Four year laptop warranty pricing... (Apple vs. other companies)

Discussion in 'Buying Tips and Advice' started by goodcow, Dec 5, 2007.

  1. goodcow macrumors 6502a

    Joined:
    Aug 4, 2007
    #1
    AppleCare is three years. They offer a four year version (and five in some instances) for educational institutions if asked. For an iMac, I think it's $79 above the standard Edu pricing for AppleCare.

    So... AppleCare on a MacBook Pro is $239. (three year)

    I just had to get a quote for MacBook Pros with four year warranty... AppleCare is $549.

    Is it just me who finds that price jump insane? $310 more to go from year 3 to 4 for support?

    How does this pricing compare to other companies in terms of four year laptop warranties?
     
  2. Kwill macrumors 68000

    Kwill

    Joined:
    Mar 10, 2003
    #2
    Undeniably Apple makes good money from AppleCare. The flip side is that they also make good money from people who need service and do not have AppleCare. Minimum service fee is typically $300 plus parts. Notebook computers are generally not designed to be user-serviceable. Innards use tiny screws, tape and dozens of parts that if not re-inserted properly break the unit and void the warranty. In short, use of AppleCare for one repair usually pays for itself.

    Regarding alternatives, I purchased a cheap warranty for an HP printer. When repairs were required a local "authorized technician" was deployed. He knew nothing about the machine and was attempting to replace what he thought was the network card but was instead removing the PostScript interpreter. Fortunately HP tech support answered my call while this guy was drilling holes through frozen phillips head screws. Eventually the machine was swopped out but the vendor kept the new printheads and ink. My HP printers now have genuine HP service contracts and my Macs have AppleCare.
     
  3. Kwill macrumors 68000

    Kwill

    Joined:
    Mar 10, 2003
    #3
    Life expectancy for computers is 3 years. That doesn't necessarily mean it will stop working but technology will advance so much that it is usually better to buy a new model than patch up an old one. Purchasing a service contract beyond the 3 year effective life span can get expensive.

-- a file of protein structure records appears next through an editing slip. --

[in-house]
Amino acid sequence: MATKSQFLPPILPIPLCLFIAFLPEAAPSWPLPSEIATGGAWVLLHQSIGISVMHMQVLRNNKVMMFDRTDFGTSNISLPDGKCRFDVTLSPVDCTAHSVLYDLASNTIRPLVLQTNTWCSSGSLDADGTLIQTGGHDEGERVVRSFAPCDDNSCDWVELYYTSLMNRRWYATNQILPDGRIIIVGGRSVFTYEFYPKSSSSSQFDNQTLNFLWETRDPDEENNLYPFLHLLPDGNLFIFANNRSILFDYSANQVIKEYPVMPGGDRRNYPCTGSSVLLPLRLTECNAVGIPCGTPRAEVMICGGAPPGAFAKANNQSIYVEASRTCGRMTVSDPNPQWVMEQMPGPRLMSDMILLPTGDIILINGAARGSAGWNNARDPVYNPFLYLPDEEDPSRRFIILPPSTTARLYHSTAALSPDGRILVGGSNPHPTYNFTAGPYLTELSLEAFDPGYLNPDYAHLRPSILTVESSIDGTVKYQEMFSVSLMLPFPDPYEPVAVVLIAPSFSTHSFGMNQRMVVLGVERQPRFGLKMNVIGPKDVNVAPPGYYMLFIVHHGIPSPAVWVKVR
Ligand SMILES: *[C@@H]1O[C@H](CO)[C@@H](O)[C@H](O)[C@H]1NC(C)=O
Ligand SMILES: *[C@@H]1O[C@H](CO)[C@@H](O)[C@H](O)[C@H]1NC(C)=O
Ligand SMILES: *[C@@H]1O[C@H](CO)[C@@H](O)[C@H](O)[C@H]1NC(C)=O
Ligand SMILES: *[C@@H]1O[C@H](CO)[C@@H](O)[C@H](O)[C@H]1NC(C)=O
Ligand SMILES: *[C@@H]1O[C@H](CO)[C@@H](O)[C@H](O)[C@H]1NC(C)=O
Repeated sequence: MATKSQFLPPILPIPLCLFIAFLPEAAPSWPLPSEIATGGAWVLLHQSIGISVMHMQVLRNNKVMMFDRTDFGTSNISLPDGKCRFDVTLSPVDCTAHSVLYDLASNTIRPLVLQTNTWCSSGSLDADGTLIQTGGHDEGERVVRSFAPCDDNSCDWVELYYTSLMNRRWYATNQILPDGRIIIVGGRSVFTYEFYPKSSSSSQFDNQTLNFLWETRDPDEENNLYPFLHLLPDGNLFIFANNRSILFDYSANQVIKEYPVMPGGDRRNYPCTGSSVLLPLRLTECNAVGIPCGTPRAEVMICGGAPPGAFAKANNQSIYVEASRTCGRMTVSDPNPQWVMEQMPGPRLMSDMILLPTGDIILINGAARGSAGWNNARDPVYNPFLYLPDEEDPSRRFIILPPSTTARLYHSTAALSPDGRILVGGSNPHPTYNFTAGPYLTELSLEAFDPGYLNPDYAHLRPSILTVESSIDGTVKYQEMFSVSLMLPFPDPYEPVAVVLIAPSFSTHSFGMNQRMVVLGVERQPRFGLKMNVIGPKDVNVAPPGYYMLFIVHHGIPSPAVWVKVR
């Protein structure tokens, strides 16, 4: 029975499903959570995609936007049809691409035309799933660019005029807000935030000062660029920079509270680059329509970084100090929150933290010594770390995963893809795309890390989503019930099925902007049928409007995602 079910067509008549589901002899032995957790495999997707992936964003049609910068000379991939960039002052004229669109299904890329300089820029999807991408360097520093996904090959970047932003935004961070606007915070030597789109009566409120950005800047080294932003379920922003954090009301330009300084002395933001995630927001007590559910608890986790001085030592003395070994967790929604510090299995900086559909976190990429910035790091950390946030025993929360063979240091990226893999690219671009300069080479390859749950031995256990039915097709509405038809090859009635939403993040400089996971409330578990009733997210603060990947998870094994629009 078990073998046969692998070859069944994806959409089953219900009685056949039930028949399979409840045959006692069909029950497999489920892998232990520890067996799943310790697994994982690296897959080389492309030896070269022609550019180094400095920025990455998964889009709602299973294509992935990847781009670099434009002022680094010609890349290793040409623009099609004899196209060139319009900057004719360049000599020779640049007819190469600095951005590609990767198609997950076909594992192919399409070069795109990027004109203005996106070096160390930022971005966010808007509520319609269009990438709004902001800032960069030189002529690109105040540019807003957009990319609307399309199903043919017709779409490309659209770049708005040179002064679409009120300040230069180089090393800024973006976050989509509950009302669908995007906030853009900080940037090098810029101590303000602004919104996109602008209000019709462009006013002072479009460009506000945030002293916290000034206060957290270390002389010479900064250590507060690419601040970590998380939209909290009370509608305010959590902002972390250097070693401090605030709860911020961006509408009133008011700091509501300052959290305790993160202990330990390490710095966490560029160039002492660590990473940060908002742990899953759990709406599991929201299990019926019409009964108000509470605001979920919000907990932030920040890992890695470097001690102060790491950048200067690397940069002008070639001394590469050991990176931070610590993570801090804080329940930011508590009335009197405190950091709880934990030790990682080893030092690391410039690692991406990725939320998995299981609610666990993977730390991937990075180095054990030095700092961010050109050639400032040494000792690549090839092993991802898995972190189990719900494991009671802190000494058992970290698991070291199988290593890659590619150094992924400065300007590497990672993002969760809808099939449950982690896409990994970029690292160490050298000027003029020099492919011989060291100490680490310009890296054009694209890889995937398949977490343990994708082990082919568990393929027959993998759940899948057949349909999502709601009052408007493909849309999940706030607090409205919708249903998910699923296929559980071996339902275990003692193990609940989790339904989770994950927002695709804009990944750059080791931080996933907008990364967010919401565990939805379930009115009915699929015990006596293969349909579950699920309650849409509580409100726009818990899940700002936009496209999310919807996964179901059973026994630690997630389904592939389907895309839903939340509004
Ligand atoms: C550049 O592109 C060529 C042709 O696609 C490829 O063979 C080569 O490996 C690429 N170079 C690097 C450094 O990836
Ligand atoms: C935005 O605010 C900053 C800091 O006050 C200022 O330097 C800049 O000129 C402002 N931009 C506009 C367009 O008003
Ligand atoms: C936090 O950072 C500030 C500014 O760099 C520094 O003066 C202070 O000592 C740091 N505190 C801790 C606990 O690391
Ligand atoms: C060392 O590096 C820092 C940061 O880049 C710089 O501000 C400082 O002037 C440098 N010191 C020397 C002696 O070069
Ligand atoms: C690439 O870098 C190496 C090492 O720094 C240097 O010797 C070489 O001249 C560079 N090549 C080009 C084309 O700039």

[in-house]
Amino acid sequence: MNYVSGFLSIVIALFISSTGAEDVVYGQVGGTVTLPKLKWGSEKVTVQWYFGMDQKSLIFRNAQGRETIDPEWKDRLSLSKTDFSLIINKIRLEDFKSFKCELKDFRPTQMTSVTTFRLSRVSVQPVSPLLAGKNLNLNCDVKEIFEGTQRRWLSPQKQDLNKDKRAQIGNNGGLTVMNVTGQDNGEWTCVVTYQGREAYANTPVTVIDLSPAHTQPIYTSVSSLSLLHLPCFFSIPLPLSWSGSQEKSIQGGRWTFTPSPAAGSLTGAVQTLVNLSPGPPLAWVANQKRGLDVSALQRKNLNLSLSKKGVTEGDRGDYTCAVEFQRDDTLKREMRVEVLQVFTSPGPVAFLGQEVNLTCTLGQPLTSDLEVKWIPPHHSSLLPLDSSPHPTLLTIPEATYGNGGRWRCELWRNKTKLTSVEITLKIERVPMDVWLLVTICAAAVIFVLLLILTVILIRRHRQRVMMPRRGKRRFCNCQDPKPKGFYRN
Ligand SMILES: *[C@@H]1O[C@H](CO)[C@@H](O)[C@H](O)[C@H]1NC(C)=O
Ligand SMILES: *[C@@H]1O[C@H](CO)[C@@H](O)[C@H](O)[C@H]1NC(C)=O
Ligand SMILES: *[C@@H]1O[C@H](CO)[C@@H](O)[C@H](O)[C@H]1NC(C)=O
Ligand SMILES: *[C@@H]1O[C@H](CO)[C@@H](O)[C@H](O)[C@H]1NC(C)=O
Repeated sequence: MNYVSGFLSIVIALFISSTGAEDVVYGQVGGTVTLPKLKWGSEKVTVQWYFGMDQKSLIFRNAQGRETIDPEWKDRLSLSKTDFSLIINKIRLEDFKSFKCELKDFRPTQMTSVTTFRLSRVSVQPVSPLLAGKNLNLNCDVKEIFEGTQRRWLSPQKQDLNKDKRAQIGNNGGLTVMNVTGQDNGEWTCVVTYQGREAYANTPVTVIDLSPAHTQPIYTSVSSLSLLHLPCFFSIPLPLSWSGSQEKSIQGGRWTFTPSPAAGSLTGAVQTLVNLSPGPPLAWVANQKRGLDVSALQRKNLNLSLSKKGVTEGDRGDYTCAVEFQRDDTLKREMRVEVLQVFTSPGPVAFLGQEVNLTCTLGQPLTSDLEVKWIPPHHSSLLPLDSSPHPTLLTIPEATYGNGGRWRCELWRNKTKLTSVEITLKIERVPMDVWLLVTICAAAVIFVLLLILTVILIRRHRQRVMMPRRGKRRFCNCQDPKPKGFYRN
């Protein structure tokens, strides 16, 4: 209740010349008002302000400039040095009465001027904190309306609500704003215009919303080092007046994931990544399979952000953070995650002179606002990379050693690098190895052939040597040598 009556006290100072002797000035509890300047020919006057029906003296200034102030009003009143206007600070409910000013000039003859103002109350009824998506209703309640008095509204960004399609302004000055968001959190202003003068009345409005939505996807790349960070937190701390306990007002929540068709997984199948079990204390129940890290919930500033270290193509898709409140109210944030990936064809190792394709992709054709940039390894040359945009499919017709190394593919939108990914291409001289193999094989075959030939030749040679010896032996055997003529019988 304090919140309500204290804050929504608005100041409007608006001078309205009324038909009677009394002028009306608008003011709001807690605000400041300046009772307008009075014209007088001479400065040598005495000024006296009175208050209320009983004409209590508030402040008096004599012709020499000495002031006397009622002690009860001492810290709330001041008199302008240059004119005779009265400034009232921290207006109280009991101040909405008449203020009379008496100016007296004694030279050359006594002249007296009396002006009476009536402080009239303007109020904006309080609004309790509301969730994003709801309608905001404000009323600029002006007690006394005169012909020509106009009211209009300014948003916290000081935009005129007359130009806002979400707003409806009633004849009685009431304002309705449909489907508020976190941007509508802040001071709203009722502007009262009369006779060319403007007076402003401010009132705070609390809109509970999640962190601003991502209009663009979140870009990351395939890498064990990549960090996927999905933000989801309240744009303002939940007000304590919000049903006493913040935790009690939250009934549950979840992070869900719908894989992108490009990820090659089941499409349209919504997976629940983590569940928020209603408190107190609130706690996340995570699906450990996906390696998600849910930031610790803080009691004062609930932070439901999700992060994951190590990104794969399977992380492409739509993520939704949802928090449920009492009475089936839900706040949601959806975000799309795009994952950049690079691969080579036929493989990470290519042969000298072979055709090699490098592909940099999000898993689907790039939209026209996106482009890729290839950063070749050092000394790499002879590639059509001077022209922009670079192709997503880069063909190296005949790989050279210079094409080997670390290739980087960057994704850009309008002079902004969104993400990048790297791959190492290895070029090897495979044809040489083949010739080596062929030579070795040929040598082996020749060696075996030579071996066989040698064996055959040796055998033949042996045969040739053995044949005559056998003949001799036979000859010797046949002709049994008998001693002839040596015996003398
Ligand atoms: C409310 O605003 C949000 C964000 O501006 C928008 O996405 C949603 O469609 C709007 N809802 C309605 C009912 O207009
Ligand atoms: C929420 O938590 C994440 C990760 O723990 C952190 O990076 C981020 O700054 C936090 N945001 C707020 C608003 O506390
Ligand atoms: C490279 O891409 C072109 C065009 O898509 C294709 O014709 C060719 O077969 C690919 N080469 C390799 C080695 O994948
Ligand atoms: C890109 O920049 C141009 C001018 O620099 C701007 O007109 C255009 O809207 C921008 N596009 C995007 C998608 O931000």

I agree that the $310 jump is expensive. On the the other hand, very likely any major repair required four years from purchase date will net you a new computer. Also, standard price for 3-year MacBook Pro AppleCare is $349.

    Some options are...

    1) Purchase third party with uncertain support from a service like SquareTrade.com.

    2) Purchase AppleCare with a credit card that doubles manufacturer's warranty.
     
  4. gnasher729 macrumors P6

    gnasher729

    Joined:
    Nov 25, 2005
    #4
    Beyond three years it isn't good value for money. Let's say you buy a top-of-the-range MacBook Pro with everything today. And three years and one day from now it breaks down. When that happens, you can go to the Apple refurbished store and probably find something that is a lot better in any respect than your three year old MBP for much less than half the price.
     
  5. JayLenochiniMac macrumors G5

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    Nov 7, 2007
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    New Sanfrakota
    #5
    You do not need it if you purchase both your MBP and Applecare with a credit card that extends warranty by 1 year (e.g. an AmEx card with Buyer's Assurance Plan). You get 4 years of protection for the same price as the three-year Applecare.
     
  6. JayLenochiniMac macrumors G5

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    Nov 7, 2007
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    New Sanfrakota
    #6
    Or better yet, American Express decides to refund you the full purchase price + tax rather than repair it and you go out and purchase a brand new MBP with the money.
     
  7. prg3 macrumors newbie

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    Dec 4, 2007
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    Mexico
    #7
    Based on what?
     
  8. goodcow thread starter macrumors 6502a

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    Aug 4, 2007
    #8
    This is for a government funded school. We don't use credit cards, and things like four year warranties are mandatory for this department.
     
  9. Kwill macrumors 68000

    Kwill

    Joined:
    Mar 10, 2003
    #9
    It's a general technology measurement. Depending on the equipment, updates occur every 6 months to 1 year. By the third year with computers, one may be 3 to 6 generations away. Even with basic usage, monitor backlighting dims, hard drives approach their MTBF, and the operating system is optimized for new subsystem components.

    None of this means the machine no longer functions. I have a G4 from 1999 still in use. However, it has had its share of hard drive, monitor, processor, video, and RAM replacements. I keep it around since it is my last Mac that runs Classic. :apple:
     
  10. JayLenochiniMac macrumors G5

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    Nov 7, 2007
    Location:
    New Sanfrakota
    #10
    So there's your answer. There's a market for it thanks to the mandatory requirement and Apple is able to get away with it.
     

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